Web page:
If I stay with SQL then it's much easier to start using those.

        Also (again possibly nonsense, does mysql allow stored procedures?) it's generaly considered better to put especialy the complex queries into stored procedures. That way you do not force the server to recompile the query and regenerate the execution plan every time. Yes $dbh->prepare() helps, but still isn't perfect. Each process has to submit the query for compilation at least once.


Re: Module Design Review -- DB mini language
by BazB (Priest) on Feb 10, 2003 at 21:21 UTC

    I personally can't quite see why this is any better than SQL.

    Call me crazy, but I rather like SQL - it's pretty clear given enough whitespace.
    Aliases make selecting from multiple tables and/or subselects tidy too.

    Vanilla SQL* is going to be more portable than DAL - learn SQL and you can use it from Perl, PHP, $fave_language, whereas DAL is only being to be useful with your module to hand.

    You're not providing anything clever (i.e. database independent SQL).

    It'd be really cool if DAL spat out SQL that attempted to do The Right Thing, depending on the database it's talking too.

    Interesting idea, but I can't see any practical use for it.



    * OK, I know that Oracle, MySQL, PostGreSQL etc all have their own specific SQL extensions/mutations.

    When I use SQL, I tend to go totally overkill on the whitespace.
    Taking your example SQL, I have to admit the way you've formatted it is pretty nasty.

    I'd lay it out as follows:

    SELECT, w.definition FROM words w, stock s, languages l, stockmatch m, types t WHERE s.word = ? AND = ? AND s.languageID = AND m.stockID = AND = m.wordID AND = ? AND w.typeID =;

    I'd possibly group the where clauses together by table too, if it made it easier to figure out which tables/columns where being used without having to scan up and down the list.

    You'd line everything up in Perl, why not do it in SQL?

    If the information in this post is inaccurate, or just plain wrong, don't just downvote - please post explaining what's wrong.
    That way everyone learns.

      I agree with you on the whitespace, but I think that, while it may increase typing, spelling out your joins is much cleaner and easier to read (if the db that you are using support it).
      SELECT, words.definition FROM stock JOIN languages ON (stock.languageID = JOIN stockmatch ON (stockmatch.stockID = JOIN words ON (stockmatch.wordID = words.word_id) JOIN types ON (words.typeID = WHERE stock.word = :stock_word AND = :language_name AND = :type_name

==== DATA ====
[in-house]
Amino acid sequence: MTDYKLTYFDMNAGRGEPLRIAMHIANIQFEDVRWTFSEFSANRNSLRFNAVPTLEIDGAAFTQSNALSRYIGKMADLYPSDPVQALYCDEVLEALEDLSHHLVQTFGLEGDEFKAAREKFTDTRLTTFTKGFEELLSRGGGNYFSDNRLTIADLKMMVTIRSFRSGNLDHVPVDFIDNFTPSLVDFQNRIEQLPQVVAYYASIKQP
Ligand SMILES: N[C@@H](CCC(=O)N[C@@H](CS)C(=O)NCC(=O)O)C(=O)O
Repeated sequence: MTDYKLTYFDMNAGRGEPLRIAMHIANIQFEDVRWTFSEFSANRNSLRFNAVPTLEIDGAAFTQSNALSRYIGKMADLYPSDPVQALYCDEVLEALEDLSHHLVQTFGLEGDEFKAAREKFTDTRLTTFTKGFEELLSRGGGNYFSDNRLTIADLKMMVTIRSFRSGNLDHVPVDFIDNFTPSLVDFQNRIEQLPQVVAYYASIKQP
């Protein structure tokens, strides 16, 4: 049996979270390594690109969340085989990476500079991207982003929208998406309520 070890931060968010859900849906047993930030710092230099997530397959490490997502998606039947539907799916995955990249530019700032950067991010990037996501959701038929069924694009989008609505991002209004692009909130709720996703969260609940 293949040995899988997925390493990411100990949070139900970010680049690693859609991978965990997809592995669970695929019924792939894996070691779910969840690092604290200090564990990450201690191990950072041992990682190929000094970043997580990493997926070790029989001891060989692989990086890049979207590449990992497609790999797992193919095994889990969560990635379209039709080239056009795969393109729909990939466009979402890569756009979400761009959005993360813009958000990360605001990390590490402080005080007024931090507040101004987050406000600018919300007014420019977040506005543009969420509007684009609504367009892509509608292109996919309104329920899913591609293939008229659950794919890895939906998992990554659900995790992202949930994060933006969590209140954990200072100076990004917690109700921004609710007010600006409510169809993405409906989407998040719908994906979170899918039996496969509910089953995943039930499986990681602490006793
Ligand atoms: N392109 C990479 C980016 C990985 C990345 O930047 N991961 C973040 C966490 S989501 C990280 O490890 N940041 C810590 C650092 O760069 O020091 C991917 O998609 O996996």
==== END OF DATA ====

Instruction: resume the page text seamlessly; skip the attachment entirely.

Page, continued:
And if you are joining two tables on a column that has the same name in both tables you can:
      SELECT * FROM table_one JOIN table_two USING (join_column)
Re: Module Design Review -- DB mini language
by Elgon (Curate) on Feb 11, 2003 at 01:30 UTC

    Okay Matt, we've had the replies from people as to why you shouldn't reinvent this particular wheel. I'm not going to give you that kind of answer as lots of pople have already done that and generally more eloquently than I could. What I will do is ask you why you want to do this and perhaps give you a reason why you should consider implementing your idea. If I get flamed for this, as they say in the Phillipines - Bahala na.

    Q & A 1 - Why do you really want to do this? This may seem like a dumb question, but it isn't (I hope.) Is it because you think that SQL is a bit ugly, you can make a microlanguage which will provide a limited subset of functionality more efficiently or because you don't really grok SQL? Answer yourself honestly. If it is the last of these then you are guilty of false modesty, which is a Bad Thing (TM) because you have failed to take the time to nuderstand (Update, Def: Nuderstand, like 'understand' but much more fun) something which could save you hours of work on a potentially pointless exercise. If it is the first, then remember that Perl often appears externally ugly, however you learned to look at the beauty and efficiency it can provide when used correctly in the right situations (let us not forget that Perl is not always the Right Choice (also TM.)) If it is the middle one, then go ahead - prove the doubters wrong.